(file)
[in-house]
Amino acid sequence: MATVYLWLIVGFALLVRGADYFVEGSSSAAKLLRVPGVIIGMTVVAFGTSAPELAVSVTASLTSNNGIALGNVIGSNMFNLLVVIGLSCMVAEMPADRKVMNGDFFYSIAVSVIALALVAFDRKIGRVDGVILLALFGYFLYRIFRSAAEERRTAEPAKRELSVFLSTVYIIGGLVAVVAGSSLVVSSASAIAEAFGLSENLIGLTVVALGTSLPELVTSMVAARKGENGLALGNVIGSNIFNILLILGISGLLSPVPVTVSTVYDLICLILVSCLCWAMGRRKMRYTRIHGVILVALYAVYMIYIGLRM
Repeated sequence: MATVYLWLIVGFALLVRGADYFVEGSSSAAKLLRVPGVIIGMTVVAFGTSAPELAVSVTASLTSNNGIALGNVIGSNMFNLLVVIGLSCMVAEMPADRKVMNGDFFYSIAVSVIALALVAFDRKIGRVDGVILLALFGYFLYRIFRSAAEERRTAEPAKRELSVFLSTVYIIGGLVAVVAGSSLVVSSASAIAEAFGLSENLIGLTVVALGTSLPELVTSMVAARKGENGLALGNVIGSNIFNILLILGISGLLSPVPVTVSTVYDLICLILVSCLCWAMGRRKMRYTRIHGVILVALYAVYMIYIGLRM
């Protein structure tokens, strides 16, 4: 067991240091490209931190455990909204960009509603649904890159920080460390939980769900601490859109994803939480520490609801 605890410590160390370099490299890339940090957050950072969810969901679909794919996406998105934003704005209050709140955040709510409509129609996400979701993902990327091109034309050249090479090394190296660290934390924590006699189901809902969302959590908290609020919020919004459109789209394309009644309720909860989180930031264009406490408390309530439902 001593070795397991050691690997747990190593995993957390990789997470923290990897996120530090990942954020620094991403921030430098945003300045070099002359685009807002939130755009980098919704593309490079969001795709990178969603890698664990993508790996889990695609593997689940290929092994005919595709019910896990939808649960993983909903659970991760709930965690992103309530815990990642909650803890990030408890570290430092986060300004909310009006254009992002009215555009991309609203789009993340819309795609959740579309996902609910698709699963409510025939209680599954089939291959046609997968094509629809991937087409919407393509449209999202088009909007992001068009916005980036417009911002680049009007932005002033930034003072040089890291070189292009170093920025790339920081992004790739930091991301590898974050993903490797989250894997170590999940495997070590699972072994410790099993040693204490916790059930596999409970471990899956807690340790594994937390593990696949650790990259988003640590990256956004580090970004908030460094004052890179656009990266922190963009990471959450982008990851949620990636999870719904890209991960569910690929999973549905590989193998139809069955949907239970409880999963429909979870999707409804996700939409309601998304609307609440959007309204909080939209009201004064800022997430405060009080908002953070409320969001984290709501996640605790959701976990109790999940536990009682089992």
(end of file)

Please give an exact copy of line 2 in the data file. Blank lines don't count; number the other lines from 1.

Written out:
Amino acid sequence: MATVYLWLIVGFALLVRGADYFVEGSSSAAKLLRVPGVIIGMTVVAFGTSAPELAVSVTASLTSNNGIALGNVIGSNMFNLLVVIGLSCMVAEMPADRKVMNGDFFYSIAVSVIALALVAFDRKIGRVDGVILLALFGYFLYRIFRSAAEERRTAEPAKRELSVFLSTVYIIGGLVAVVAGSSLVVSSASAIAEAFGLSENLIGLTVVALGTSLPELVTSMVAARKGENGLALGNVIGSNIFNILLILGISGLLSPVPVTVSTVYDLICLILVSCLCWAMGRRKMRYTRIHGVILVALYAVYMIYIGLRM